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Julie Otsuka works small, and slowly, with remarkable compression and artistry, and she writes in longhand, using a fountain pen. The gemlike details found in her slender, spare novels reflect her habit of writing and polishing her sentences one by one, as she has explained in interviews:

You get up every day and you sit down at your desk and you put down a word, or a sentence, or, on a good day (I work very slowly) maybe a half page. You add a word here, you take one away, you sketch out a scene….

Her first book, When the Emperor Was Divine (Knopf, 2002), based on her own family history, looked at the Japanese internment during WWII through the eyes of a Japanese-American family from Berkeley, California.

In “The Buddha in the Attic” (Alfred A. Knopf, $22, 160 pages), coming out this week, she reaches further back into history, to the early 1900s when hundreds of Japanese “picture brides”—mail-order wives—came to America to marry men they had so far seen only in photographs.

To tell their stories, Otsuka uses a first-person plural chorus of women who speak as one: “Some of us came from the mountains and had never before seen the sea, except for in pictures, and some of us were the daughters of fishermen who had been around the sea all our lives.”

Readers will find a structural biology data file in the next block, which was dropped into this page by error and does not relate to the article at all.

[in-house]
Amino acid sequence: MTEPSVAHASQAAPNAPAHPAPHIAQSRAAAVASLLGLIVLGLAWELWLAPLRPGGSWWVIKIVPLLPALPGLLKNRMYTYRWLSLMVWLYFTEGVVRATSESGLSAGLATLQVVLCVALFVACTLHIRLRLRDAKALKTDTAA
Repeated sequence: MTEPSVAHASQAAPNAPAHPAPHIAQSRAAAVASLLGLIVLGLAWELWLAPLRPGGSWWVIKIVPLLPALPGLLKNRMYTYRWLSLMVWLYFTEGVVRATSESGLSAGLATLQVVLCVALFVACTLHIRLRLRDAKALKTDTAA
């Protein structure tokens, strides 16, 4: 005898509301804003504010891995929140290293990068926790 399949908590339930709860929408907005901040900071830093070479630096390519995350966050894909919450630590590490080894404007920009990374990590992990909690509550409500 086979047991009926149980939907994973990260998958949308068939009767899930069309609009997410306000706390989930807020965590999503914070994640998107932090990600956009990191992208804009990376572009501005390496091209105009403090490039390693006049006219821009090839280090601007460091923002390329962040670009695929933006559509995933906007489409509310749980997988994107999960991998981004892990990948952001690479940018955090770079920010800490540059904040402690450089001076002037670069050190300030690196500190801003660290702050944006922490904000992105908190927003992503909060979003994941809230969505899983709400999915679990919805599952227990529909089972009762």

During the passage from Japan, in the opening pages, each woman clutches a picture of her future husband, the dashing or respectable or successful man she has agreed to marry:

Handsome young men with dark eyes and full heads of hair and skin that was smooth and unblemished … they looked like our brothers and fathers back home, only better dressed, in gray frock coats and fine Western three-piece suits. Some of them were standing on sidewalks in front of wooden A-frame houses with white picket fences …

Only later do the women discover that most of the pictures are 20 years old, the eloquent, persuasive letters that accompanied them written by professionals. Or that “my husband’s handsome best friend” had posed for the photograph. (more…)

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